The Midnight Sky: The BRWC Review

The Midnight Sky movie 2020

Actors transitioning to the director’s chair is fairly common in Hollywood, but few have been as maddeningly inconsistent as Oscar-winner George Clooney. The superb actor registered a few notable splashes early on (Good Night and Good Luck and Ides of March are both riveting), but has since struggled despite his admirable ambitions (Leatherheads and Suburibcon couldn’t manage their mix of screwball and dramatic tonalities). Clooney’s latest endeavor, the big-budget Netflix epic The Midnight Sky, boasts similar inconsistencies. Even as the film grasps towards soaring heights, it’s well-meaning delivery never quite connects.

The Midnight Sky is a post-apocalyptic tale that follows Augustine (George Clooney), a lonely scientist in the Arctic who must raise an abandoned child(Caoilinn Springall). He races to stop Sully (Felicity Jones) and her fellow astronauts (David Oyelowo, Kyle Chandler, Demian Bichir) from returning home to a mysterious global catastrophe.

As a science fiction junkie, The Midnight Sky does impress with its well-constructed world-building. Clooney’s direction indulges in the film’s big-budget assets, constructing a dystopian landscape that still feels connected to our real-world plights. A mixture of sterile space facilities and barren landscapes further sells the character’s isolation as they search for personal solace amidst their warped realities. His opulent direction also impresses with the film’s tense action set pieces. Clooney successfully blends Martin Ruhe’s precise photography with Alexandre Desplat’s jumpy score to create a few sizzling blockbuster frames.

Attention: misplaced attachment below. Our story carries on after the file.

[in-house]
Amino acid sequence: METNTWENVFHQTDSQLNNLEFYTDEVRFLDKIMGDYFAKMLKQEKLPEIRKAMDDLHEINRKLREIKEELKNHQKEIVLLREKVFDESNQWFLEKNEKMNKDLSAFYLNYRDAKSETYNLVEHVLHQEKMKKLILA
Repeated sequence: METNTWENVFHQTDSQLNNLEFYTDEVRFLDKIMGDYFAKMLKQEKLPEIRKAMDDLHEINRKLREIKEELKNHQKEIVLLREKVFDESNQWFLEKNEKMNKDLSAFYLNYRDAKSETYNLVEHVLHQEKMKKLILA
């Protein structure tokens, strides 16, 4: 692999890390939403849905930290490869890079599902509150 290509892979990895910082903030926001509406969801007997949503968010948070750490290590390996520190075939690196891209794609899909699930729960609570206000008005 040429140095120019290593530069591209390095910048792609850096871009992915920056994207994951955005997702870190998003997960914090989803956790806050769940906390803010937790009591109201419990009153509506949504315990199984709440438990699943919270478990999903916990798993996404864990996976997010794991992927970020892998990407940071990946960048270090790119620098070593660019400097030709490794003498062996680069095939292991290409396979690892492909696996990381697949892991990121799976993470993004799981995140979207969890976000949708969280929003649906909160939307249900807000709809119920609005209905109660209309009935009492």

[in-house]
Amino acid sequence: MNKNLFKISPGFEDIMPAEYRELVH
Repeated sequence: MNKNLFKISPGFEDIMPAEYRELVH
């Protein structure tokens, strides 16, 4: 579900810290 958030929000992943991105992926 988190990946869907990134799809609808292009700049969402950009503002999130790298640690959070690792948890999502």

I appreciate Clooney’s efforts in marrying grand life-or-death steaks with insular character conflicts. Their sacrificial journey amidst humane desires to survive and reconnect with loved ones receives more empathetic frames than your typical blockbuster. The all-star cast excels at selling this dynamic, with George Clooney leading the way with a subdued paternal presence. Felicity Jones, David Oyelowo and Kyle Chandler also elevate fairly one-note roles, giving their workman-like crew members dramatic agency.

For a film that possesses all the right pieces, The Midnight Sky‘s narrative puzzle never flows as it should. In adapting Lily Brooks-Dalton’s novel Good Morning, Midnight, screenwriter Mark L. Smith tries to spin a plethora of B-plots to enrichen the central narrative. There are some deeply personal conceits buried beneath the surface, but the slapdash structure dances through without fleshing out the dynamics. Audiences are left with dramatic frames that are often laborsome in their over-written nature, with Smith’s clunky dialogue spelling out narrative ambitions without a naturalistic flow. While the actors carry some of the weight, the screenplay underserves them at every turn.

Clooney’s film also struggles to reach genuine sentiments. Without thematic flavoring (platitudes about humanity’s self-serving attitudes during desolate situations are thinly-conceived), there’s little of note for audiences to grasp onto. Ideas about love and sacrifice are too banal to really register, as the narrative hits its predictable beats while lacking its own identity. The expensive set designs become mere window dressing for this relatively hollow science fiction experience.

I’ll always be a fan of George Clooney’s on-screen charms, but his directorial career continues to miss the mark. With The Midnight Sky, his earnest intentions pale in comparison to the film’s superior genre counterparts.


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Matt is an American who has grown up for passion for film and its empathetic powers to tell unique stories (especially in the science fiction sphere). Some of his favorites include Inside Llewyn Davis, Her, Goodfellas, Frances Ha and Moonlight.